The government is seeking feedback on several proposals set to increase the accountability of manufacturers and retailers for recycling of their electrical appliances, including vapes.
The series of proposals, launched today by the Department for the Environment, Food and Rural Affairs (Defra), is aimed at boosting electronics and vape recycling by placing greater responsibility on manufacturers and retailers to manage the growing waste stream.
Under the plans, households could soon enjoy the convenience of dropping off unwanted toasters, hairdryers, and other small appliances alongside their regular rubbish bags.
Kerbside collections for these items, currently unavailable in most areas, could roll out across the country as early as 2026, and existing charges for appliance removal during delivery may also be scrapped, making responsible disposal even more seamless.
For larger items like washing machines and fridges, the government is considering expanding retailer-operated take-back schemes. Customers would no longer be charged for collection on delivery services. Many retailers, such as B&Q, John Lewis and Currys, currently offer a paid-for collection service for large electrical appliances when customers buy a similar item.
Disposable vapes, a rapidly growing source of e-waste, are also targeted in the proposals. The government is seeking views on introducing mandatory collection schemes funded by vape manufacturers and retailers, even if full recycling of these single-use products isn’t always possible.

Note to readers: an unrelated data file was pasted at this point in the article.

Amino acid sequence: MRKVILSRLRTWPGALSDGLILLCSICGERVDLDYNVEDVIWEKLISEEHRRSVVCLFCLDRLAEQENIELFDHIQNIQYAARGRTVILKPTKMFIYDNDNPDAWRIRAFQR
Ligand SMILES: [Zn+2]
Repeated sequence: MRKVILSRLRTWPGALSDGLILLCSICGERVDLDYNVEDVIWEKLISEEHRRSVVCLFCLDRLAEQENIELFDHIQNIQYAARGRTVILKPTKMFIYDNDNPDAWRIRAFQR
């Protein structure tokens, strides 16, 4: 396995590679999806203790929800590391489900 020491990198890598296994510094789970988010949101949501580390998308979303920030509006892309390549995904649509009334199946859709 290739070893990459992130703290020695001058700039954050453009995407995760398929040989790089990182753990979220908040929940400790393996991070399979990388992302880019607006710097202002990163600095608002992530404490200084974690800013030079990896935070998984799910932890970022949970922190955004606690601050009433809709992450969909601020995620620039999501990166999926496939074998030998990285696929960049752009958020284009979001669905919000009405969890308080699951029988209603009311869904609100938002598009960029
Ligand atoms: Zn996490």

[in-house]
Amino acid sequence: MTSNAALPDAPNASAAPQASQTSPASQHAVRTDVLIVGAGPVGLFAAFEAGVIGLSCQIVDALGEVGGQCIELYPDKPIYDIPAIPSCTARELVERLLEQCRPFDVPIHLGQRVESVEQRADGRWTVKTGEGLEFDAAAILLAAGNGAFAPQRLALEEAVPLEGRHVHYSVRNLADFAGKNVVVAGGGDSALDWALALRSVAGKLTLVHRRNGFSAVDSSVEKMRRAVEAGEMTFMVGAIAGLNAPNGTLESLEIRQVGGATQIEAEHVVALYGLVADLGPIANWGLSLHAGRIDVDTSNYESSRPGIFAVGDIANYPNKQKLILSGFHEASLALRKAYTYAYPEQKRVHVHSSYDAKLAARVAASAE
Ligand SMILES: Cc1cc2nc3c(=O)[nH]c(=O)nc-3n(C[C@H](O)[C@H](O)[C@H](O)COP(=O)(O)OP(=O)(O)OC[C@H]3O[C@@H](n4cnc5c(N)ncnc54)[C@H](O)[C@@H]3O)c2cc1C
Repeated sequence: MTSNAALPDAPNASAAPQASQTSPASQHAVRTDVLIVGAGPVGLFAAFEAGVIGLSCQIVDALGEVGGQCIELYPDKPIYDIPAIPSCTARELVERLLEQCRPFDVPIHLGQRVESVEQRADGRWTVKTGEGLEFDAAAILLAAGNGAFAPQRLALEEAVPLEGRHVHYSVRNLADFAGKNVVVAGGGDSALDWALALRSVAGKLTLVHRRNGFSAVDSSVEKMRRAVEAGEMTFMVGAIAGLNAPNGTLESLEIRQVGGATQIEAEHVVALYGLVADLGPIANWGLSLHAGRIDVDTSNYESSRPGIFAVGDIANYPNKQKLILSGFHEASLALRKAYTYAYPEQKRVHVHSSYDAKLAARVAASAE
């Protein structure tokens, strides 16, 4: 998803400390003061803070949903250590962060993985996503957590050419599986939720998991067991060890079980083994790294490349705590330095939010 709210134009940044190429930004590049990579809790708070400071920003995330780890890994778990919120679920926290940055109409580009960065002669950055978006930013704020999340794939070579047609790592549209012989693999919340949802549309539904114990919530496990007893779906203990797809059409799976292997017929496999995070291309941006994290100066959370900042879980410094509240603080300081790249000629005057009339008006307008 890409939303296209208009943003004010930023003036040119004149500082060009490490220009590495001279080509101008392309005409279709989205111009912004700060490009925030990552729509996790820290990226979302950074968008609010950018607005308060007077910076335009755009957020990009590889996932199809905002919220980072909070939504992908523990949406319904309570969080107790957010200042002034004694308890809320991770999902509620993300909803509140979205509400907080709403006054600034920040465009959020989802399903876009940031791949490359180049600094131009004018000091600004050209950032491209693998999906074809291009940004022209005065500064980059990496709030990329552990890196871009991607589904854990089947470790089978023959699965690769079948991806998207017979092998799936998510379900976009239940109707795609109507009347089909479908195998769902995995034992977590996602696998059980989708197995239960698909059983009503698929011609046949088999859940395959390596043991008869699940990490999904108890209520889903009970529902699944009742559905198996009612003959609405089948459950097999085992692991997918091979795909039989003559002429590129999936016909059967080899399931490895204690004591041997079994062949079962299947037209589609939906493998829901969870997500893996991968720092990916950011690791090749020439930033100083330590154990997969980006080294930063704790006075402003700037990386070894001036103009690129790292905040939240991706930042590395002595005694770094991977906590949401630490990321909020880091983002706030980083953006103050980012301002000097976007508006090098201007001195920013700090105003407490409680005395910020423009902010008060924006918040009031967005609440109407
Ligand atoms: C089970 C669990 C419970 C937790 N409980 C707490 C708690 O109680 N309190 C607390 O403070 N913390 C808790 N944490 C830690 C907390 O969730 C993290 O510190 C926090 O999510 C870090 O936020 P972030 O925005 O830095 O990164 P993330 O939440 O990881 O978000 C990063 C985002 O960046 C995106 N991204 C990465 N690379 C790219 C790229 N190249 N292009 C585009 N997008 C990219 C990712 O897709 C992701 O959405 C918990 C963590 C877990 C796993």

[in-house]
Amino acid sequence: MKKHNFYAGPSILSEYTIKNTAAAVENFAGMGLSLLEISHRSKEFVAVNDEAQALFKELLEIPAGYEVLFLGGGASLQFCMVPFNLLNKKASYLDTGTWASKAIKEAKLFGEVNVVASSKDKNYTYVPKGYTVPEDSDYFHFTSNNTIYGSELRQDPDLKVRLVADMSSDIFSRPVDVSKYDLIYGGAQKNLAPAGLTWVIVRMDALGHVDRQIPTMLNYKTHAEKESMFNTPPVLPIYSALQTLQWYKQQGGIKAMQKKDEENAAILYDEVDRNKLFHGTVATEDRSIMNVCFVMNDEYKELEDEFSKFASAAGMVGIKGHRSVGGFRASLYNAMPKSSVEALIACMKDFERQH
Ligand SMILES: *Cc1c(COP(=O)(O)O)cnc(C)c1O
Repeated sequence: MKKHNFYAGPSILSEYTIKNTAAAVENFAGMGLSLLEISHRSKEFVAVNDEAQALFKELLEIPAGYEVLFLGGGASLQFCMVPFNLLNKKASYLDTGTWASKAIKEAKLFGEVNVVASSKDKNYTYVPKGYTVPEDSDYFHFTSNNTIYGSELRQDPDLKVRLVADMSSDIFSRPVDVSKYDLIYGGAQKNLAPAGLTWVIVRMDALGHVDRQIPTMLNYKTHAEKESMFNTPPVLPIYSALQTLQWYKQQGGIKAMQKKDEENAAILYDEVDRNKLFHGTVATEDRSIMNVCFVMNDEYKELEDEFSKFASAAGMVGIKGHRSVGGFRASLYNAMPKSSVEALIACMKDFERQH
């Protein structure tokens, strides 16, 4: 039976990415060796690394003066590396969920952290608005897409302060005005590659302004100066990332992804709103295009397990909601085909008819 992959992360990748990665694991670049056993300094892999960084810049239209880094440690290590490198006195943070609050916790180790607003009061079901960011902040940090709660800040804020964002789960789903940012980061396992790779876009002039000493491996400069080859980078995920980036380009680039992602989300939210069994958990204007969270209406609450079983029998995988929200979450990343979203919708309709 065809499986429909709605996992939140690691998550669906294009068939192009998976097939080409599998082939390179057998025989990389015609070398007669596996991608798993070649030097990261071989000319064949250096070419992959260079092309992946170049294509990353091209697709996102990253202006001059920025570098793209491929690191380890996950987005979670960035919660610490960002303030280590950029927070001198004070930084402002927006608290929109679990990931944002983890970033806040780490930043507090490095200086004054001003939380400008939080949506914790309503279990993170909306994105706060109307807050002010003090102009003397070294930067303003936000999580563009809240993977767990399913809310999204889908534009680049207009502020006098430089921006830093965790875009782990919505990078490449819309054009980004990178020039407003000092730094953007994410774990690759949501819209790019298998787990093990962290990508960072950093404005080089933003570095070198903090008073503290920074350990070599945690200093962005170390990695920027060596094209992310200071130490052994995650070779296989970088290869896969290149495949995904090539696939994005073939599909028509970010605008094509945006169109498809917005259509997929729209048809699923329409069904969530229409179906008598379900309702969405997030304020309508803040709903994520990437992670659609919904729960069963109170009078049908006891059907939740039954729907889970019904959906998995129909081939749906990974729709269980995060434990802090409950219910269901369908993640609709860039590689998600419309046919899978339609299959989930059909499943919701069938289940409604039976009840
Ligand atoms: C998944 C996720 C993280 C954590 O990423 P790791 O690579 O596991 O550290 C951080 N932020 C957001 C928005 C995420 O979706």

These initiatives stem from concerns about the current state of electronics recycling. Each year, an estimated 155,000 tonnes of small household appliances are thrown away, and the number of discarded vapes has quadrupled in just one year. The UK is one of the world’s largest exporters of electronic waste, with some estimates reporting that 40% of the electronic waste collected is sent overseas.
The government hopes its proposals will significantly improve recycling rates and divert valuable resources from landfills.
Survey findings cited by Defra suggest that over three-quarters (77%) of householders would view a retailer as more environmentally responsible if they knew they offered an electrical recycling service. Additionally, many people view recycling as important, but are unaware of or have difficulty accessing recycling points for waste electricals.
Recycling minister Robbie Moore said the plans would ensure goods avoid being needlessly thrown away. “Every year, millions of household electricals across the UK end up in the bin rather than being correctly recycled or reused,” he said. “This is a sheer waste of our natural resources and has to stop.”
The proposed measures, a joint effort by the UK, Scottish, Welsh, and Northern Ireland governments, are now open for a 10-week public consultation, finishing on 7 March 2024. This is a chance for individuals and organizations to have their say on how best to tackle the growing e-waste challenge and build a more sustainable future.
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